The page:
THERMAL DETECTION: The thermal detection works very well as is, with users being able to set the amount of lift for their particular plane and soaring conditions. Due to laws of probability, the plane will most often enter on the edge of a thermal. The plane will typically try to bank AWAY from the thermal due to uneven lift gradient. Is it possible for ArduPilot to use this information in deciding which direction to make its initial turn ???

THERMAL ENTRY: Once a thermal is detected, it is VITAL that the plane turn into the thermal IMMEDIATELY.

  1. A full 45 degree bank ( or whatever bank angle the user has chosen for his plane ) should be entered immediately at the maximum roll rate the plane is capable of. Most thermals are not huge in diameter, and any delay or slowness in establishing bank can result in the plane flying though, then past the thermal and missing it.

  2. The plane should also immediately establish its programmed soaring PITCH angle in the thermal. Do NOT try to chase airspeed, as it will vary in turbulence, and more importantly, pitching up and down to chase airspeed will make measurement of lift or sink virtually impossible.

  3. If the plane initiates a tight turn in the proper direction, it can be fairly well centered in the thermal on the first turn.

  4. Lift will be detected through most of the turn, but some areas may show sink if it is not centered well.

MISSED THERMAL: It is not always possible to turn into a thermal, lift gradients can be turbulent and random, so even with measuring which way the plane naturally banks, sometimes we turn the wrong way.

  1. If the thermal gets weaker or is non existent as we try to turn into it, we have likely turned the wrong way. We should measure this, and if it is determined that the entry did not work, we can correct for this at 270 degrees into the first turn, { or at 630 degrees into the second turn if we can not get the plane stabilized and measure accurately fast enough in the fist turn ), and see if the thermal is on the other side of our initial course. Simply level the plane out for a set amount of time, until it crosses the course line, and re-enter the turn in the same direction.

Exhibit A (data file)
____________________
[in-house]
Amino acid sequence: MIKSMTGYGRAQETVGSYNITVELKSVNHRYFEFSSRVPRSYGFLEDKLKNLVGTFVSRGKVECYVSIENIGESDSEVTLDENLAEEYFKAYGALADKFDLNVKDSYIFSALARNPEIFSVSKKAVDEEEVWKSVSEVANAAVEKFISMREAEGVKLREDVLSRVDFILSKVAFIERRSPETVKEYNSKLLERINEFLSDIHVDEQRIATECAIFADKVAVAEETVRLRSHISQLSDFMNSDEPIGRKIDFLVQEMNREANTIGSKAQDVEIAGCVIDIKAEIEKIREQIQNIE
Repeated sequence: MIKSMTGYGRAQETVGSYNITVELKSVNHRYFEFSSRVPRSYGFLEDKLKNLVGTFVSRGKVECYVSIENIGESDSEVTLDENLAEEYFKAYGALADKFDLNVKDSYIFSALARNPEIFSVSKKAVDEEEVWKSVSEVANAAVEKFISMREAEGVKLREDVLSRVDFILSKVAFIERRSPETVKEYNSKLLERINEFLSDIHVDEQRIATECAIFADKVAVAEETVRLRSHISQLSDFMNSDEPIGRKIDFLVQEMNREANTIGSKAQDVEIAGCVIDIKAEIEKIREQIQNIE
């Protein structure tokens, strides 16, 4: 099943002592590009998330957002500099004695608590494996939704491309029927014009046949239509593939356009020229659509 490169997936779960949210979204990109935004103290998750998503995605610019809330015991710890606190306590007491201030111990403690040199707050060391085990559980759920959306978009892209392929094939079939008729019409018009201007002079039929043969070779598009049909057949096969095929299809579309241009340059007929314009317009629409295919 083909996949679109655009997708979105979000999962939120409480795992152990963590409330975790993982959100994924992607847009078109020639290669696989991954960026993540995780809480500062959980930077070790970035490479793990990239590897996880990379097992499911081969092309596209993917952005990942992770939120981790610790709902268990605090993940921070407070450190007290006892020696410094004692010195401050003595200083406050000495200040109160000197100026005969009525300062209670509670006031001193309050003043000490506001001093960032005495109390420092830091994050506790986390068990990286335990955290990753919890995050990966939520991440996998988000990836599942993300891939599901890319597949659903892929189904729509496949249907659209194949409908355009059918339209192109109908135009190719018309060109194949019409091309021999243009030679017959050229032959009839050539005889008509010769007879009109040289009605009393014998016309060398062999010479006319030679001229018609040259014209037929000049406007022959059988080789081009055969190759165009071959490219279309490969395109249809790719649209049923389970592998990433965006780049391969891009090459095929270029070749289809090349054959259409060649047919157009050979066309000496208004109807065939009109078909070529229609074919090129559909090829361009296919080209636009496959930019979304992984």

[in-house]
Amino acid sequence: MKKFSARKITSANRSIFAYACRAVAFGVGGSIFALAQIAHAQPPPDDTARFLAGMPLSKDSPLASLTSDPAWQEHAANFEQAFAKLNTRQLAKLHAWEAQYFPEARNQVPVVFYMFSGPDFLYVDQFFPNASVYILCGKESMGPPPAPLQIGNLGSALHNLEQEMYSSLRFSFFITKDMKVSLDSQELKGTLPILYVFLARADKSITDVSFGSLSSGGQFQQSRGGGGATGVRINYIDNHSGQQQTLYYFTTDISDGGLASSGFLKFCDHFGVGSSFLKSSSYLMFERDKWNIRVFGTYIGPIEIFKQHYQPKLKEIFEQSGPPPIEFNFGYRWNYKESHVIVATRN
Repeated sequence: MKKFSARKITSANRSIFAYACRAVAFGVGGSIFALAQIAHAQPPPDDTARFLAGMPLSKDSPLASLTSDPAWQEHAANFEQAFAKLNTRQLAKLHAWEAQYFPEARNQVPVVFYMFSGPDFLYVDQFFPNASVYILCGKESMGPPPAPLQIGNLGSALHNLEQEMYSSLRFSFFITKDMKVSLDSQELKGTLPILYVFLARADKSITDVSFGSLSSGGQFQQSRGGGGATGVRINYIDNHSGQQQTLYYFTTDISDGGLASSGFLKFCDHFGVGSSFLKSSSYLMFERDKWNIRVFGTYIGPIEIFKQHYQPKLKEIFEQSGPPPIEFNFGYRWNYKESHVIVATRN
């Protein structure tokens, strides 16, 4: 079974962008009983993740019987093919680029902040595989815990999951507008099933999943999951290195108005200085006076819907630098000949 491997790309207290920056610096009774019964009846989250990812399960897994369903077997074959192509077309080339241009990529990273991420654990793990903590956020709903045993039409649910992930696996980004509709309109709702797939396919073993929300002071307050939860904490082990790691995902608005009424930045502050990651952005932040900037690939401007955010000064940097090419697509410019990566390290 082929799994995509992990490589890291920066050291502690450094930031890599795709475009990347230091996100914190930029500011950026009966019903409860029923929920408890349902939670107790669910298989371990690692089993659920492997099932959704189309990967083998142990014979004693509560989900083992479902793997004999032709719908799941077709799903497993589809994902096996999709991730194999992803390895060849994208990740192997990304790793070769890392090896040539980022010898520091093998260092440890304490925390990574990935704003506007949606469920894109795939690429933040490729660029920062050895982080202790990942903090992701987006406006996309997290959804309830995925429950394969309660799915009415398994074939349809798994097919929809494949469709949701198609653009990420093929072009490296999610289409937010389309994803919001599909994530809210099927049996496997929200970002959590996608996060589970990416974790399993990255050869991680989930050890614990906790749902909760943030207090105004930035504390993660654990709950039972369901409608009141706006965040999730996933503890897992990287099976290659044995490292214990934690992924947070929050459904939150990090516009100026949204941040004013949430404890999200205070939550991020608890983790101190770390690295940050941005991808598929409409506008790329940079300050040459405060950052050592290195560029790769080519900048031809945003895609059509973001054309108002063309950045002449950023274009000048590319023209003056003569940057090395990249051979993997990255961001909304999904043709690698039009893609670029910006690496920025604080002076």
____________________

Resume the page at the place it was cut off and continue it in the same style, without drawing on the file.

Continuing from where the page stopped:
2. Sometimes we will hit a random bubble of air that is not a good thermal, if the above fails, then it is time to fly on course and look in other areas.

CENTERING IN AND STAYING IN THERMAL: This is where Ardupilot can really outperform a human. By maintaining a constant bank angle and pitch attitude, we can measure the amount of lift throughout our circle.

  1. If we find that one side of the circle has a significantly higher amount of lift, we can shift the plane towards that area by going to 1/2 the programmed soaring bank angle. There will be a delay going to 1/2 bank and then going back to full bank, so I like to do this for about 90 degrees of the turn at slower speeds, a little less at higher speeds.

  2. The correct way to do this is to have the plane established in 1/2 bank when it is going IN THE DIRECTION of where the higher amount of lift was detected. We do NOT want to be in 1/2 bank angle when we are in the highest area of lift, or this will take us away from it.

  3. The direction of the highest lift will be 90 degrees in the turn BEFORE the area where highest lift was detected. Given the delay in going from full bank to 1/2 bank, in a slower plane, I typically start reducing bank at 120 degrees before, and assure that I am rolled back into full bank by the time I get to 70 degrees before maximum area of lift in the circle.

  4. These corrections should be fairly small as most thermals are not that big in diameter, and over-correction can easily take us out of the thermal. This is why we do not completely level the aircraft to shift towards higher lift, as this usually results in over correction and flying out of the thermal entirely.

@JetPilot, I run many tests on SITL using X-Plane and various gliders, in which case 1000 meters as the maximum limit for SOAR_ALT_MIN is necessary to be able to perform some tests.
Thanks for your excellent explanations.